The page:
WHITE GUY ON THE BUS
by Bruce Graham.
The Finborough Theatre, 118 Finborough Road, London SW10 9ED to 21 April 2018.
Tues – Sat 7.30pm Mat Sat & Sun 3pm.
Runs 2 hr One interval.
TICKETS 0844 847 1652.
Review: William Russell 29 March.
A stunningly topical thriller
The problem with thrillers for a reviewer is not giving the game away, and this polished example of the genre has surprises in store in abundance which must not be given away. At the end of the first act one leaves totally taken aback by the direction things have taken. Clearly things were headed somewhere, but there? When act two starts there are fresh revelations in store straight away which change everything.
Ray (Donald Sage Mackay) is a Philadelphia investment broker, the numbers man to the rich, ruthless but amiable, married to Roz (Samantha Coughlin), an idealist who teaches mainly black children in a difficult inner city school. They seems perfect liberals, as do their friend Molly (Marina Bye), also a teacher but at a school in a safe white neighbourhood, and Christopher (Carl Stone), who is writing a thesis on how the market deals with different races.
Their conversation is pretty much what you would expect over a middle class dinner table. The pragmatic Ray keeps cooling things down because the women have very different ideas about schools and race. But we also see Ray on a bus where he chats up a young black student nurse, Shatique (Joanna McGibbon) who is going to an out of town federal prison to visit her brother serving a life sentence for murder. What Ray is doing on the bus is anybody’s guess, but he turns out to be nowhere as nice as he seems.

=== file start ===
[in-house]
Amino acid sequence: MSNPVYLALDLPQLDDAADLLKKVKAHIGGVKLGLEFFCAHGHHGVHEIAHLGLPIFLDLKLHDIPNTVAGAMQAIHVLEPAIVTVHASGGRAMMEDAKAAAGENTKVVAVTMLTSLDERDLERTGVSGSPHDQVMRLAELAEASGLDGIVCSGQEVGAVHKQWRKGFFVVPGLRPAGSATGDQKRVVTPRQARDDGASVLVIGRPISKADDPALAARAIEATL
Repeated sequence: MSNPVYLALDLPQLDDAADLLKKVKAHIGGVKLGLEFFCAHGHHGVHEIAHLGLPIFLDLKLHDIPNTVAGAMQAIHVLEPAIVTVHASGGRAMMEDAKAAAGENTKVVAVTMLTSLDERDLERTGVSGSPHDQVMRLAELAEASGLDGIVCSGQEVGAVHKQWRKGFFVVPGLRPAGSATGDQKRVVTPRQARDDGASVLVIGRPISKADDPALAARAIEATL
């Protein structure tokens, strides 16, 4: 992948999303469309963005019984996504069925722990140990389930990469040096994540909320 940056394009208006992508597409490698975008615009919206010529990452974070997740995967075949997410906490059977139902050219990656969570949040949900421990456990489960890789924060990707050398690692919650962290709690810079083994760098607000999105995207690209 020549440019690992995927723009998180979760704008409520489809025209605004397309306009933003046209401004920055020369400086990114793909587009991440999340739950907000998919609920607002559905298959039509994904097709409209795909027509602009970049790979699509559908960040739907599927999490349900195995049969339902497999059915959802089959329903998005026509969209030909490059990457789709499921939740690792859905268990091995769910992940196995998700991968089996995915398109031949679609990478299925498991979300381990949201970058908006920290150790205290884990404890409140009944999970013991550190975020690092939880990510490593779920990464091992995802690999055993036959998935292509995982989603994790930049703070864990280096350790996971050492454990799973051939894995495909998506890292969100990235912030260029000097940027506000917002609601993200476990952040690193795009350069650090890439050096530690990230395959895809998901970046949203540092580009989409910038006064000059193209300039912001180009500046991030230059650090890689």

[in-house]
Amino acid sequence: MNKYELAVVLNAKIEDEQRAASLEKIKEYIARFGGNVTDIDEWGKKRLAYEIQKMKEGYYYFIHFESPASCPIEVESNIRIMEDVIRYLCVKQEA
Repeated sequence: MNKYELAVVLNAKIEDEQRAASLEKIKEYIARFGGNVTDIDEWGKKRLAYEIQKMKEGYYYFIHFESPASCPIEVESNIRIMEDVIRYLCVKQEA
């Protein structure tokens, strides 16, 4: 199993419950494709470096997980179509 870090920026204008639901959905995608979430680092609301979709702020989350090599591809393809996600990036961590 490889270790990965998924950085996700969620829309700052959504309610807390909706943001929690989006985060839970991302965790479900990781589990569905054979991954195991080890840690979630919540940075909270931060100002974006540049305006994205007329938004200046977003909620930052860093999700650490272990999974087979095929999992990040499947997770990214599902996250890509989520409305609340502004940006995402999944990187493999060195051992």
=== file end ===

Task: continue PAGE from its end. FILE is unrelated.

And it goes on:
The play looks at the problems of a melting pot society, at how the coloured underclass can fail to rise upwards as a body although obviously some people do escape, at the way the middle class white world looks after its own. It is a thriller which thrills and makes you want to join in the arguments as well. The performances are all good, and director Jelena Budimir has set the action on a traverse stage so that the complicated links between the bus and Ray’s home and the time shifts which explain and confuse are achieved seamlessly. The thriller is a rather outmoded these days but this one is something special and breathes new life into the form.
Ray: Donald Sage Mackay.
Roz: Samantha Coughlan.
Molly: Marina Bye.
Christopher: Carl Stone.
Shatique: Joanna McGibbon.
Director: Jelena Budimir.
Set & Costume Design: Sarah Jane Booth.
Lighting Designer: Zak Macro.
Sound Designer: Joe Dines.
Dialect Coach: Jamie Matthewman.